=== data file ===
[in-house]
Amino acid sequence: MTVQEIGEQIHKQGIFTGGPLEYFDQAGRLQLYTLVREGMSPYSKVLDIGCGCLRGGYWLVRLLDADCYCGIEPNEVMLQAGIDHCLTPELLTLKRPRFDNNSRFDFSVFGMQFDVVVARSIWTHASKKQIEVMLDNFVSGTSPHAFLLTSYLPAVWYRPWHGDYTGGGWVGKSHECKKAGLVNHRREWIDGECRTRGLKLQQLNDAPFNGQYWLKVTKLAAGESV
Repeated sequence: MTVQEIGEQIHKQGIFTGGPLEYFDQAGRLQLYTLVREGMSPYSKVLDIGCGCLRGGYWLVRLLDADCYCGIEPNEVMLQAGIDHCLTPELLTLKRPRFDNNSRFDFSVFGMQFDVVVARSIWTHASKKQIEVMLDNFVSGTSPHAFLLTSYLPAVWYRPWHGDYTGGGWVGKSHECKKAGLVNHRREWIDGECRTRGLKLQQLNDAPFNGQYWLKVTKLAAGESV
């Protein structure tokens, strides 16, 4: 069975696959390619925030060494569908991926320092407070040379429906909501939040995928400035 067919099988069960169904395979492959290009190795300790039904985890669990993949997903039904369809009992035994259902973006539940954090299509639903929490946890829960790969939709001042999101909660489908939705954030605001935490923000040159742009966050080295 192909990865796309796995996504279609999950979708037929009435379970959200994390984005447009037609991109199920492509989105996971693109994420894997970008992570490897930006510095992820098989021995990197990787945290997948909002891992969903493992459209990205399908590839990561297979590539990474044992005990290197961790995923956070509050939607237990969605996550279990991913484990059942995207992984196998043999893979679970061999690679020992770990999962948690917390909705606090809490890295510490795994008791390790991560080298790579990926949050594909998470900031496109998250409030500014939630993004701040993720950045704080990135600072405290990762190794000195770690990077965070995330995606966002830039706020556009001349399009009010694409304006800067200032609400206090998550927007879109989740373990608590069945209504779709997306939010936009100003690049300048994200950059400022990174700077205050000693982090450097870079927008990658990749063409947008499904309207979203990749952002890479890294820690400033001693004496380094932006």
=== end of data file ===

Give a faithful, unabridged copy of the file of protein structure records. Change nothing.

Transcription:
[in-house]
Amino acid sequence: MTVQEIGEQIHKQGIFTGGPLEYFDQAGRLQLYTLVREGMSPYSKVLDIGCGCLRGGYWLVRLLDADCYCGIEPNEVMLQAGIDHCLTPELLTLKRPRFDNNSRFDFSVFGMQFDVVVARSIWTHASKKQIEVMLDNFVSGTSPHAFLLTSYLPAVWYRPWHGDYTGGGWVGKSHECKKAGLVNHRREWIDGECRTRGLKLQQLNDAPFNGQYWLKVTKLAAGESV
Repeated sequence: MTVQEIGEQIHKQGIFTGGPLEYFDQAGRLQLYTLVREGMSPYSKVLDIGCGCLRGGYWLVRLLDADCYCGIEPNEVMLQAGIDHCLTPELLTLKRPRFDNNSRFDFSVFGMQFDVVVARSIWTHASKKQIEVMLDNFVSGTSPHAFLLTSYLPAVWYRPWHGDYTGGGWVGKSHECKKAGLVNHRREWIDGECRTRGLKLQQLNDAPFNGQYWLKVTKLAAGESV
């Protein structure tokens, strides 16, 4: 069975696959390619925030060494569908991926320092407070040379429906909501939040995928400035 067919099988069960169904395979492959290009190795300790039904985890669990993949997903039904369809009992035994259902973006539940954090299509639903929490946890829960790969939709001042999101909660489908939705954030605001935490923000040159742009966050080295 192909990865796309796995996504279609999950979708037929009435379970959200994390984005447009037609991109199920492509989105996971693109994420894997970008992570490897930006510095992820098989021995990197990787945290997948909002891992969903493992459209990205399908590839990561297979590539990474044992005990290197961790995923956070509050939607237990969605996550279990991913484990059942995207992984196998043999893979679970061999690679020992770990999962948690917390909705606090809490890295510490795994008791390790991560080298790579990926949050594909998470900031496109998250409030500014939630993004701040993720950045704080990135600072405290990762190794000195770690990077965070995330995606966002830039706020556009001349399009009010694409304006800067200032609400206090998550927007879109989740373990608590069945209504779709997306939010936009100003690049300048994200950059400022990174700077205050000693982090450097870079927008990658990749063409947008499904309207979203990749952002890479890294820690400033001693004496380094932006």